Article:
|Publication number||US7499983 B2|
|Application number||US 10/140,347|
|Publication date||Mar 3, 2009|
|Filing date||May 6, 2002|
|Priority date||May 6, 2002|
|Also published as||US20030208563, US20060253558|
|Publication number||10140347, 140347, US 7499983 B2, US 7499983B2, US-B2-7499983, US7499983 B2, US7499983B2|
|Inventors||Don Acree, Rian Chipman, Brooklin J. Gore, Craig Kickel|
|Original Assignee||Micron Technology, Inc.|
|Export Citation||BiBTeX, EndNote, RefMan|
|Patent Citations (23), Non-Patent Citations (17), Referenced by (7), Classifications (16), Legal Events (2)|
|External Links: USPTO, USPTO Assignment, Espacenet|
The present invention is related to software application management, and more particularly to the translation of simple service requests into complex web links.
Computer science has forever grappled with solving the following, contrary statements: systems become more brittle as intelligence is distributed, but systems also become less scalable as intelligence is centralized. How can we enjoy the benefits of distributed scalability with the superior availability and reliability of centralization? There has been a steady evolution of tools and methods to answer this question. The advent of libraries and routines that could be included (linked) in multiple applications migrated to shared libraries that mitigated the need to rebuild every application when a referenced routine was changed. Later, the concept of objects promoted reuse and portability by only exposing necessary methods and properties to the using application. Today, we routinely use object brokers that provide objects as services to applications, further insulating developers from the intricacies of a desired capability while still providing the functionality required.
Another current example is the use of stored procedures to access database information rather than using specific structured query language (SQL) commands in a given application. This moves a large portion of database intelligence out of the application and into the database server, which effectively centralizes more of the intelligence while distributing the capability. A change can be made to the centralized stored procedure to fix a bug or add functionality to all applications that use the procedure without requiring a change to each application itself.
Today, however, we have no similar mechanism for minimizing intelligence required by one web application that needs to access the services of another web application. For example, to display employee information in a web application, one could use an employee lookup program. However, to use that application, one must know things such as the server the application is currently running on, the path to and name of the application, and what information the program needs to provide the desired service. All of this information may be encoded in a Universal Resource Locator (URL) or link. This is not necessarily a lot of information to maintain, but if any of that information changes, the link will break. As the number of copies of this link grow, and if the link itself becomes more complex, then the maintenance could become more significant.
Clearly, the information required by a web application can be even more involved in certain circumstances. For example, enabling applications with Top Tier's Drag and Relate (DnR) capability, while powerful, can require significantly more intelligence in the enabled application. Additionally, most DnR Enabled Applications (DEAs) need to know when they are DnR enabled, since displaying DnR links outside of DnR aware environments could be confusing to the user, and simply won't work if activated. Further, DEAs must encode information into the DnR links so the DnR servers understand what to do with the DnR link. Again, if any of that information changes, then the application will break. This approach becomes untenable in a large enterprise with many applications cross-linking each other.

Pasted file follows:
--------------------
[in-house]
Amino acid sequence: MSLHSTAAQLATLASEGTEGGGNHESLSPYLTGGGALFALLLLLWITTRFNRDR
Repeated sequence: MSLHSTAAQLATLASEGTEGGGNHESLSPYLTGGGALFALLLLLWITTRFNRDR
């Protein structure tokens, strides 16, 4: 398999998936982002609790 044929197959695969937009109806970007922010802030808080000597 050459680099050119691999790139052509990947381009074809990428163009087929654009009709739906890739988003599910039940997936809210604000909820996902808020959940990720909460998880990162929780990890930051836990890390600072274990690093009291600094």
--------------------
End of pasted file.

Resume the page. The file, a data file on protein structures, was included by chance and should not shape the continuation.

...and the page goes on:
For the reasons stated above, and for other reasons stated below which will become apparent to those skilled in the art upon reading and understanding the present specification, there is a need for the present invention.
One aspect of the present invention provides a dispatch server that includes a data store having one or more entries that contain application service information, and a dispatch processor operatively coupled to the data store, wherein the dispatch processor is programmed to translate an application service to an application address. In some embodiments, the dispatch processor is further programmed to manage a user interface, wherein the user interface includes a service registration interface, a service modification interface, and a service deletion interface.
Another aspect of the present invention provides a method for addressing an application server. The method includes sending a service command from a requester to a dispatch server, processing the service command on the dispatch server, translating the service command on the dispatch server into a application address, redirecting the application address to the requester, and accessing the application server. In some embodiments, the application address is a complex address. In some embodiments, the processing of the service command includes validating the service command. In some embodiments, the processing of the service command includes checking the service command for parameters.
Another aspect of the present invention provides a system that includes a dispatch server and a service user. The dispatch server includes a data store, and a processor programmed to translate a service request into an application command. The service user is operatively coupled to the dispatch server, wherein the service user sends the service request to the dispatch server, and wherein the dispatch server translates the service request and sends the application command to the service user.